Compulsive Overeating and Binge Eating Disorder: Are They Different?

Compulsive overeating is both its own type of eating disorder and an umbrella term for eating behaviors that are associated with a loss-of-control to food-related impulses. In this article, we’ll examine the effects of compulsive overeating and its relationship with binge eating habits.

What is Compulsive Overeating?

As outlined above, compulsive overeating is a broad term and it can refer to a number of different eating behaviors, including but not limited to: eating after you feel full, impulsive consumption of certain foods, and eating during the night. Other compulsive behaviors, such as hiding food for later or eating meals in secret, may also classify as compulsive overeating.

There are two main ways of talking about compulsive overeating as an eating disorder. In some cases, a person who experiences frequent episodes of compulsive overeating may be diagnosed with an Eating Disorder Not Otherwise Specified (EDNOS). However, in other cases, the Diagnostic Statistical Manual of Mental Disorders (DSM-5) classifies compulsive overeating as a type of binge eating disorder.

What are the Symptoms of Binge Eating Disorder?

Binge eating disorder is a condition characterized by extreme episodic compulsions towards eating, either generally or for specific foods. The DSM-5 defines a binge eating episode to be “eating significantly more food in a short period of time than most people would eat under similar circumstances, with episodes marked by feelings of lack of control.”

In addition to elevated feelings of stress, guilt, and shame, people with binge eating disorder typically display one or more of the following symptoms:

  • Eating their food faster than needed
  • Eating well past the point of satiety
  • Eating even if they don’t feel hungry
  • Eating away from other people
  • Experiencing distress after eating
  • Experiencing addiction-like impulses towards eating
  • Experiencing a feeling of being compelled or taken over prior to binging
  • Generalized anxiety towards eating

Impacts of Binge Eating Disorder

Binging and overeating can wreak havoc on your health and body image. By far the most common impact associated with binge eating disorder is weight gain. In severe cases, binge eating disorder can even lead to the development of obesity. In addition to increasing the risk of many other medical complications, extreme weight gain due to binge eating will further undermine a person’s self-esteem and body image.

Treatment Options for Compulsive Overeating

The first step to treating compulsive overeating is reaching out to a medical professional or therapist. After taking this step, you’ll most likely begin a binge eating disorder recovery plan, featuring customized therapeutic care and nutritional counseling.

Sources: Eating Recovery Center, Timberline Knolls, Eating Disorder Hope, Psych Guides

Photo: Pixabay

More Articles

Anorexia nervosa is a dangerous type of eating disorder characterized by an intense fear of weight gain, extremely restrictive eating habits, and...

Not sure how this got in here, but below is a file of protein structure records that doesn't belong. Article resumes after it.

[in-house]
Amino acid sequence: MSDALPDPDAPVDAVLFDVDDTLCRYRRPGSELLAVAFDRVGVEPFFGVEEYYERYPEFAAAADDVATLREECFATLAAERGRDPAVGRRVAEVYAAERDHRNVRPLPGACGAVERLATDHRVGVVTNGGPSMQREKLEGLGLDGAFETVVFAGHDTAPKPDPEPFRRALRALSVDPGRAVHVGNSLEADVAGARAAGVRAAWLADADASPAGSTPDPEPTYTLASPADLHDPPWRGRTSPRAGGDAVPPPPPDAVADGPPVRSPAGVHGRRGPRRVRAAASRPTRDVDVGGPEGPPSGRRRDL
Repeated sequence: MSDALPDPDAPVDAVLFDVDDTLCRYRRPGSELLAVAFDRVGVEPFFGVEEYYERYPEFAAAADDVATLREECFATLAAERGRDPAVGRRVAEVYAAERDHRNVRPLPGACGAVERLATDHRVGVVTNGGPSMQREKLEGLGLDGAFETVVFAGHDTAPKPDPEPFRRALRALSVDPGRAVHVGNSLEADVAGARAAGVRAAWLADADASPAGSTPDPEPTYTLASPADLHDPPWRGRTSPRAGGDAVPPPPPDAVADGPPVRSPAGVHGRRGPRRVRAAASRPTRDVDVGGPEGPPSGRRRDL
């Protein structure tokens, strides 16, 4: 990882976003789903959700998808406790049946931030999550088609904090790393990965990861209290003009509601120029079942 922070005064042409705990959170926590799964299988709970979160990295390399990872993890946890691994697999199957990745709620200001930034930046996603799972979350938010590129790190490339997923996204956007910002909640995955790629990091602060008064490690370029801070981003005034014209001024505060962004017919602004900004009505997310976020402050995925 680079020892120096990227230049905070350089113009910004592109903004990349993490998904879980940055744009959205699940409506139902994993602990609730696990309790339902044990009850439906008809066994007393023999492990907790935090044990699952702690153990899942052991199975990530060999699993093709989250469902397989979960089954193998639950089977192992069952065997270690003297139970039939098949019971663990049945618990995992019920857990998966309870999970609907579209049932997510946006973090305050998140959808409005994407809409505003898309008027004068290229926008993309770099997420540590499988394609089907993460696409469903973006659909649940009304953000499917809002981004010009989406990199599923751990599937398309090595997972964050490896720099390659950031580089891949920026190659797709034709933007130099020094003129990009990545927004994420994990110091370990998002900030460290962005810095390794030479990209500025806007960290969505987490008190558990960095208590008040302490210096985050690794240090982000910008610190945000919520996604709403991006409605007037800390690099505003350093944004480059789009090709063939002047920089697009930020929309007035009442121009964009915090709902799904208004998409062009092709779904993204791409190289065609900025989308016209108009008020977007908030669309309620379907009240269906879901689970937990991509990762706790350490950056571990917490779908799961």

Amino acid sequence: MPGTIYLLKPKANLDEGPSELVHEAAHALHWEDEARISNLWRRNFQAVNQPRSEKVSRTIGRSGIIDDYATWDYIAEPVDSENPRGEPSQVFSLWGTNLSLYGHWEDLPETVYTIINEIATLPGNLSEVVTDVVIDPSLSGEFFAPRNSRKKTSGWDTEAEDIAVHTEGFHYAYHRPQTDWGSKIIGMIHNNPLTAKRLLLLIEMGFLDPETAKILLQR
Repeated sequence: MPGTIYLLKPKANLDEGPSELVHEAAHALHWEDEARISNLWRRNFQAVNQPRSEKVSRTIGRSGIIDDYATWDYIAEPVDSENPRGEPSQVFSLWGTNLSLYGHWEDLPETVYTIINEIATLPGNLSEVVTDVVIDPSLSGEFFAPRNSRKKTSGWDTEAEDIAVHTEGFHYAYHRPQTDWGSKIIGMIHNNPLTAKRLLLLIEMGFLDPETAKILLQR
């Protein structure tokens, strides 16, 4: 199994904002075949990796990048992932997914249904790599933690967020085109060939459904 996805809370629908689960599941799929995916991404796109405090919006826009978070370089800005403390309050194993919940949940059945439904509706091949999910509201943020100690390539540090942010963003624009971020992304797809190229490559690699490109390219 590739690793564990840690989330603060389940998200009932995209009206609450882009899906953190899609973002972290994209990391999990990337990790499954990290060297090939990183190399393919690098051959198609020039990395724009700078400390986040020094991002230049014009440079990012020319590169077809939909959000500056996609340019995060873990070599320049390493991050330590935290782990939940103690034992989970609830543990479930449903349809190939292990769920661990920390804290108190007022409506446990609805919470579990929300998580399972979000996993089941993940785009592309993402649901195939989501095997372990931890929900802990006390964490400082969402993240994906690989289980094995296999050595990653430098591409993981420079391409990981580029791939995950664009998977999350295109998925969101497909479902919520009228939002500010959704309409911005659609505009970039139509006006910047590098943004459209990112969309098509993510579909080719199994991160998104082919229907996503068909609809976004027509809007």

The first rule of eating disorders is not to talk about eating disorders—at least, that's what your eating disorder will tell you.

Many...

It may sound unbelievable, but people can suffer from a severe eating disorder and not even know it. You would think just looking in a mirror...

As the discussion around eating disorders becomes less and less taboo, a growing number of high-profile celebrities have begun to talk about their...

It is hard for someone without an eating disorder to understand why someone suffering from anorexia nervosa would go without food. Most people...

More Articles

More Articles

Anorexia nervosa is a dangerous type of eating disorder characterized by an intense fear of weight gain, extremely restrictive eating habits, and...

The first rule of eating disorders is not to talk about eating disorders—at least, that's what your eating disorder will tell you.

Many...

It may sound unbelievable, but people can suffer from a severe eating disorder and not even know it. You would think just looking in a mirror...

As the discussion around eating disorders becomes less and less taboo, a growing number of high-profile celebrities have begun to talk about their...

It is hard for someone without an eating disorder to understand why someone suffering from anorexia nervosa would go without food. Most people...

What causes someone to develop an eating disorder? Unfortunately, there’s no easy way to answer this question. Stress, emotional trauma, cultural...

Bulimia nervosa is a type of eating disorder characterized by recurrent binging and purging, a destructive cycle that often leaves bulimic...

Laxative abuse is a common practice among people struggling with eating disorders that involve purging, such as bulimia nervosa or anorexia...

Most people find holidays stressful, but the thought of facing holidays can be overwhelming for a person with an eating disorder. If a special day...

Even though most people have some awareness of bulimia, it’s important to remember that the signs and symptoms will often manifest themselves...

Susan Dey first rose to fame in her role as a charming, innocent looking girl named Laurie Partridge on ‘The Partridge Family’, a television...

Eating disorders often do more than just affect a person’s body weight. In extreme cases, disordered eating habits can cause severe malnutrition,...

Your metabolism is the many different chemical reactions that your body undergoes to sustain your life. One of the main functions of the...

When you start treatment for an eating disorder, one of the essential goals is to learn how to make good food choices. There are two common...

Eating disorders are the most deadly of all psychological disorders. Ginging, purging, and starving oneself can have multiple effects on the body...